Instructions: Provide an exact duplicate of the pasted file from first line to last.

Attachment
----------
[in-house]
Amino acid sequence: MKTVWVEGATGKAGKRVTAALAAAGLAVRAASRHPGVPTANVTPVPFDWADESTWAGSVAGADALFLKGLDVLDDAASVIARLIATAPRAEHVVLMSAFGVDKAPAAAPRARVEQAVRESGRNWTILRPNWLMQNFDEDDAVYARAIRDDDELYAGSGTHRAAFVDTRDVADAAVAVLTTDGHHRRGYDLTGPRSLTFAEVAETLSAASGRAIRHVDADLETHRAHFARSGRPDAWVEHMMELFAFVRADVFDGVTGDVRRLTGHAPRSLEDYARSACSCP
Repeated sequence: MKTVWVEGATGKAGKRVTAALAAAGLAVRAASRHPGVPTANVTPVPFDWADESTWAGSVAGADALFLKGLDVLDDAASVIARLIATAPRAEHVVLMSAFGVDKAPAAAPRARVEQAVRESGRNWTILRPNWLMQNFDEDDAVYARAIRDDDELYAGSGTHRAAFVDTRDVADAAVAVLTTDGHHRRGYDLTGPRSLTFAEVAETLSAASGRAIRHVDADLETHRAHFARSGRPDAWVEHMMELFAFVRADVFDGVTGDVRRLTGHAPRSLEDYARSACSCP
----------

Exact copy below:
[in-house]
Amino acid sequence: MKTVWVEGATGKAGKRVTAALAAAGLAVRAASRHPGVPTANVTPVPFDWADESTWAGSVAGADALFLKGLDVLDDAASVIARLIATAPRAEHVVLMSAFGVDKAPAAAPRARVEQAVRESGRNWTILRPNWLMQNFDEDDAVYARAIRDDDELYAGSGTHRAAFVDTRDVADAAVAVLTTDGHHRRGYDLTGPRSLTFAEVAETLSAASGRAIRHVDADLETHRAHFARSGRPDAWVEHMMELFAFVRADVFDGVTGDVRRLTGHAPRSLEDYARSACSCP
Repeated sequence: MKTVWVEGATGKAGKRVTAALAAAGLAVRAASRHPGVPTANVTPVPFDWADESTWAGSVAGADALFLKGLDVLDDAASVIARLIATAPRAEHVVLMSAFGVDKAPAAAPRARVEQAVRESGRNWTILRPNWLMQNFDEDDAVYARAIRDDDELYAGSGTHRAAFVDTRDVADAAVAVLTTDGHHRRGYDLTGPRSLTFAEVAETLSAASGRAIRHVDADLETHRAHFARSGRPDAWVEHMMELFAFVRADVFDGVTGDVRRLTGHAPRSLEDYARSACSCP